Prime Minister Bill English has acknowledged Ngāti Whātua and the occupation of Bastion Point at Waitangi Day commemorations in Auckland.
Ngāti Whātua hosted Mr English in Auckland this morning after he abandoned events at Te Tii Marae in Waitangi after being told he could not speak there.
It is the second year in a row the Prime Minister has not attended the traditional Waitangi event hosted by Ngāpuhi.
Mr English said celebrating Waitangi Day in Auckland, outside of Waitangi, provided a unique opportunity.
Mr English attended events at Ngāti Whātua Orakei marae, Okahu Bay, and Hoani Waititi marae in west Auckland today.
He said he wasn't surprised to see the respectfulness, mana, discipline and humour today.
"New Zealanders will want more of this now they've seen it, because it does make people feel proud of what we've achieved, so that's how we want the mood to be on our national day, now where that can happen is up for discussion."
Mr English said people will have to wait to see whether Waitangi Day celebrations were taken on the road.
Mr English and an assembly of guests, including other ministers and opposition MPs, were welcomed onto Auckland's Ōrākei Marae this morning.
He told those gathered inside the marae he was grateful for the invitation, saying Ngāti Whātua, and what happened at the Bastion Point occupation more than 40 years ago, showed New Zealand the way.
"We've had in New Zealand a generosity of spirit which we see shared here today ...but demonstrated in this place in the memories that are so fresh around Bastion Point."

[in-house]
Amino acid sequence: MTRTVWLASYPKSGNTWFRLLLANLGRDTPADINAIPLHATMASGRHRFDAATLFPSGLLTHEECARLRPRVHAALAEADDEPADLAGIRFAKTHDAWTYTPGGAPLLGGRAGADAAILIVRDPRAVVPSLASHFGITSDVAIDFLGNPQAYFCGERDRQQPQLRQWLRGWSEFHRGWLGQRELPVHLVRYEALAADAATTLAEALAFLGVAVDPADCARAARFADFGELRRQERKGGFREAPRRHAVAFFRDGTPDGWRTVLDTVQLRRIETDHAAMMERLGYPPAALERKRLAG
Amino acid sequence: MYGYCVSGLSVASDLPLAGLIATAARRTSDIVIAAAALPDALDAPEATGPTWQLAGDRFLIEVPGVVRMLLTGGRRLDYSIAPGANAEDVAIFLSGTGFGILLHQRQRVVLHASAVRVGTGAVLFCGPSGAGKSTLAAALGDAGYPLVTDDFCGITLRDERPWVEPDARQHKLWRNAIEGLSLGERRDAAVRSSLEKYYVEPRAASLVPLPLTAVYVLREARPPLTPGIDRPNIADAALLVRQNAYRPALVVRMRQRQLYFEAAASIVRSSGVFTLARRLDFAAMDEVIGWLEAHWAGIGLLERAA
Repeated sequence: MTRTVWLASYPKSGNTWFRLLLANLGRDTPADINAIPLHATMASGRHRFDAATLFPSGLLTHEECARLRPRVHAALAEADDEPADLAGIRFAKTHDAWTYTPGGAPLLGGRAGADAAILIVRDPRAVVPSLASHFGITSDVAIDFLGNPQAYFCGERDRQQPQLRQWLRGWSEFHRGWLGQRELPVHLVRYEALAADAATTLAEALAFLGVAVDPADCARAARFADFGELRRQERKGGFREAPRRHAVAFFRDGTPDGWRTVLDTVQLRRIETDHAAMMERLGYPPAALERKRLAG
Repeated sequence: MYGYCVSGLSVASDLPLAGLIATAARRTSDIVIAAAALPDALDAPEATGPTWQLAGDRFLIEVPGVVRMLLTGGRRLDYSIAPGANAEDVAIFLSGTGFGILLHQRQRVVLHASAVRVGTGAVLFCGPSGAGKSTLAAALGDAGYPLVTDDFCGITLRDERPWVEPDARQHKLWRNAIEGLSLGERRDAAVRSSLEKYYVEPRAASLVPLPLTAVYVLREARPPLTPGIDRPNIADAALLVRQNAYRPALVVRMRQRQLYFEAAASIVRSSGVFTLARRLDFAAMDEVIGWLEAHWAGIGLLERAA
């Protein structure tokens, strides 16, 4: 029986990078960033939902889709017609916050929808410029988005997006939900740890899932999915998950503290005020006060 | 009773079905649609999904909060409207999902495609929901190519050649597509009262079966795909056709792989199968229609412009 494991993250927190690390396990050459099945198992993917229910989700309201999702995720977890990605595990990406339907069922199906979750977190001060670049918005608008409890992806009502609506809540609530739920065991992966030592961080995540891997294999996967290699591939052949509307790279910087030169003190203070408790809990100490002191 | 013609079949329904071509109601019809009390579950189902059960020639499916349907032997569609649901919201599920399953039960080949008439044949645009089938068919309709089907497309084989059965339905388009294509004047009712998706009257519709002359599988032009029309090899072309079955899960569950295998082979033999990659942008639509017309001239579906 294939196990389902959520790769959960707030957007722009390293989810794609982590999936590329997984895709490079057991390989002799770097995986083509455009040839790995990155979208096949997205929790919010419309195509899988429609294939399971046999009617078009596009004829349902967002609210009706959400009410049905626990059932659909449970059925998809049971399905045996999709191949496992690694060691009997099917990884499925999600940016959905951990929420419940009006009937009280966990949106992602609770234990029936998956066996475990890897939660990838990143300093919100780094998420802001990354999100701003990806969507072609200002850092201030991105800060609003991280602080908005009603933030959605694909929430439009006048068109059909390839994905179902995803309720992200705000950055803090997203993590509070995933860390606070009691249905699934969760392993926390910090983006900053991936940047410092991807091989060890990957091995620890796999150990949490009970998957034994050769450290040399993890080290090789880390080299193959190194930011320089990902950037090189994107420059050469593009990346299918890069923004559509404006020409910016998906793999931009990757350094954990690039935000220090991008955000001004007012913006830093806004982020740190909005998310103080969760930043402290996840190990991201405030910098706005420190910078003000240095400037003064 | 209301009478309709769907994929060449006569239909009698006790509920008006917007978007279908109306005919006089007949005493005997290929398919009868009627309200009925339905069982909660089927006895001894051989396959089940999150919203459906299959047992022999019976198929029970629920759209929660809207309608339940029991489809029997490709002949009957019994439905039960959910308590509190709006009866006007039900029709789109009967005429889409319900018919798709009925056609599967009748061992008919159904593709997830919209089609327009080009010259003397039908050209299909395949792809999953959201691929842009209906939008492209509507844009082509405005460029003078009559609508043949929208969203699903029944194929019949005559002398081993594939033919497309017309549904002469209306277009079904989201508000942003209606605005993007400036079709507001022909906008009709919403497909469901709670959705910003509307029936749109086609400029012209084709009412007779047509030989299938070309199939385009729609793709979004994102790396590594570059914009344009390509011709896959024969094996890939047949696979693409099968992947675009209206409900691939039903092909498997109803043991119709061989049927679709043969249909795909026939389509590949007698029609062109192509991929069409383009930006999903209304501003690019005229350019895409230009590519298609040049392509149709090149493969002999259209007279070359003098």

Mr English said government and iwi relations had improved in the last decade and people now realised that success for iwi was success for everyone.
A 506-day protest against a proposed Crown sale of Bastion Point in 1977-78 became symbolic of Māori tribal land loss.
Mr English is joining Ngāti Whātua for festivities at Ōrākei Domain and cultural events at Hoani Waititi Marae in West Auckland.
PM absence a missed opportunity - Little
In the absence of Mr English, Deputy Prime Minister Paula Bennett represented the Crown. She led a group of ministers to the service. Members of the Labour and Green parties were there.
Political leaders were invited to say prayers during the service.
Labour leader Andrew Little said it was a missed opportunity for Mr English, but agreed with Mrs Bennett the service was a special and spiritual occasion.
"It is very special and the thing about what distinguishes New Zealand from the rest of the world, it is our Māori people, it is the treaty. This is the day we get to celebrate that and the Prime Minister should be part of that," he said.
Mr Little did not agree with Mr English's idea of taking Waitangi Day on the road. It should be celebrated on the Treaty Grounds at Waitangi, as it had special significance there, he said.
Ms Bennett said it was a shame Mr English was not at Waitangi, but he could reconsider in the future.
But she said the rules put in place for his visit to Te Tii marae were not acceptable to the National Party because he was told he would not be given the right to speak.